All of Georgia's 184 public school districts may have a security plan, but not all districts can say their plan has the approval of the state, according to a recent Associated Press review of state data.
At one middle school a student has threatened to kill a classmate. An assistant principal hurriedly checks the situation and concludes that he knows the student who has made the threat and that there is nothing to worry about.
In Doninger v. Niehoff, the U.S. Court of Appeals for the Second Circuit ruled in May that a Connecticut school district that disciplined a student for vulgar and derogatory remarks made off-campus did not violate her free speech rights.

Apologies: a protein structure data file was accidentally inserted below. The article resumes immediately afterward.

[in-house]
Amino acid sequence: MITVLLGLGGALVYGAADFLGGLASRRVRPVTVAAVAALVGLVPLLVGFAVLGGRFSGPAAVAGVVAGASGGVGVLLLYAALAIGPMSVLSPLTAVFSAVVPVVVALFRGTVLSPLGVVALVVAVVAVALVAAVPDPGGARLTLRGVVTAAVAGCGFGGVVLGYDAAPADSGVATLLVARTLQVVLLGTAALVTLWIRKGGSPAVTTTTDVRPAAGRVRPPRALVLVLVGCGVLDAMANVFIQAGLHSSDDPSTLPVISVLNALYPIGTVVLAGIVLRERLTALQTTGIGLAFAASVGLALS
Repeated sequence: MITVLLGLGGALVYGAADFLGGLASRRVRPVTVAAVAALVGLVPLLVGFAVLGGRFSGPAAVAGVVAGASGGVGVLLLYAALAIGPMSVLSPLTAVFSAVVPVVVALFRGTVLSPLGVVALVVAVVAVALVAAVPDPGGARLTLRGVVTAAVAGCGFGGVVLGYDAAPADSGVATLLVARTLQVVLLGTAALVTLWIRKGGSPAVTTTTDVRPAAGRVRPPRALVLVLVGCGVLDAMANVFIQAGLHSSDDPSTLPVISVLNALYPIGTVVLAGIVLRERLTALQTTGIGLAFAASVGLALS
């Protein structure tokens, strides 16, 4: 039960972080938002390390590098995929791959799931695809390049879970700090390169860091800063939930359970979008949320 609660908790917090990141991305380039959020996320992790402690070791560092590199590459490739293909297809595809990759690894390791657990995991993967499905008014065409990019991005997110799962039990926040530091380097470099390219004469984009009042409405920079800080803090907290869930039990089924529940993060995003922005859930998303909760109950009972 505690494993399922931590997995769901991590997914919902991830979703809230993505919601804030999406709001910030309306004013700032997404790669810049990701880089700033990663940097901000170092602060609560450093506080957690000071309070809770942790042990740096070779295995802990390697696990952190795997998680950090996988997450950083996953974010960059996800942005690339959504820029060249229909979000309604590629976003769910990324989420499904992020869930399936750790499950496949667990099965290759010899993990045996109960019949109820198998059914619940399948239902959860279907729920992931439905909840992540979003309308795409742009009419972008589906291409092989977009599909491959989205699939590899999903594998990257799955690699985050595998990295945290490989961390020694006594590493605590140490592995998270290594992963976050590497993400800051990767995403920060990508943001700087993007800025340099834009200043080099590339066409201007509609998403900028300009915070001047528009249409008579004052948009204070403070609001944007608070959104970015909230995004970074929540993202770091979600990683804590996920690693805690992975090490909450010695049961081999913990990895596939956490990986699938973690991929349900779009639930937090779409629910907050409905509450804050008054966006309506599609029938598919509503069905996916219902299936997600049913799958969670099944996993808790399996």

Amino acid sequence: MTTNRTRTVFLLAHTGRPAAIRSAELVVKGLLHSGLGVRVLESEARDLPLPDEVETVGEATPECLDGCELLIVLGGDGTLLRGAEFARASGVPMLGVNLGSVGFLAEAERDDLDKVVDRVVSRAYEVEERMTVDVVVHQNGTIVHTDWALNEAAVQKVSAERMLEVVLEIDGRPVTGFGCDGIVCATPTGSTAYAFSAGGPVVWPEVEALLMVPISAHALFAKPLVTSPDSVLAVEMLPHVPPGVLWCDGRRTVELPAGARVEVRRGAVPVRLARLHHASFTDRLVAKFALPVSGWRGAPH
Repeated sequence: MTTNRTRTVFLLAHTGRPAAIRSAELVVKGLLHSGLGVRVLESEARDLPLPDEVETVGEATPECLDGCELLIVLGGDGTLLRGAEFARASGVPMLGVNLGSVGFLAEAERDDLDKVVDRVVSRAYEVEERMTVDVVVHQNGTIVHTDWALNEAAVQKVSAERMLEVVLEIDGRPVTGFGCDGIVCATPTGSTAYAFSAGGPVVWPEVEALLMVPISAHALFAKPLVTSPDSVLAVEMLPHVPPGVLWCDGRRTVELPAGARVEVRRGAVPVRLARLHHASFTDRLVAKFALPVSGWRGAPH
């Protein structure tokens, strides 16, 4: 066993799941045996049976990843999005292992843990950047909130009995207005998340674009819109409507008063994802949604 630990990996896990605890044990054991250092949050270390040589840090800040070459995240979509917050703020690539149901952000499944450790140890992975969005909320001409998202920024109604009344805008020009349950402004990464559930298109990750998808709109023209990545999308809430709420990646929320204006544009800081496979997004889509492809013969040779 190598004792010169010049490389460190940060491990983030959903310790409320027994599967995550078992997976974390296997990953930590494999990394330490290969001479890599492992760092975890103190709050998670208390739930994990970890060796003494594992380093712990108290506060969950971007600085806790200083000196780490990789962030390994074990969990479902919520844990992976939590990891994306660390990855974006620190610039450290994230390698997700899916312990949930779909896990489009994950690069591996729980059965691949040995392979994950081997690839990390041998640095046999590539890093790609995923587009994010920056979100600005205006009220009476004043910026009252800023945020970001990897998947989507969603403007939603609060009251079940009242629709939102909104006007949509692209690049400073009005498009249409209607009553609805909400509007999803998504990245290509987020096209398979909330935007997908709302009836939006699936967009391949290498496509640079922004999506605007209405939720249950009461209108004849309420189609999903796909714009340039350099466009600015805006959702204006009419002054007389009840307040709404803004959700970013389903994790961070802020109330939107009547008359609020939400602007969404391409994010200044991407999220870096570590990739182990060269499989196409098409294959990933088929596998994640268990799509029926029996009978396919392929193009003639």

With every new case of school violence, district leaders are urged to be proactive in hopes of averting potential violence. And experts say part of that proactive work comes from a threat assessment plan that every district should have.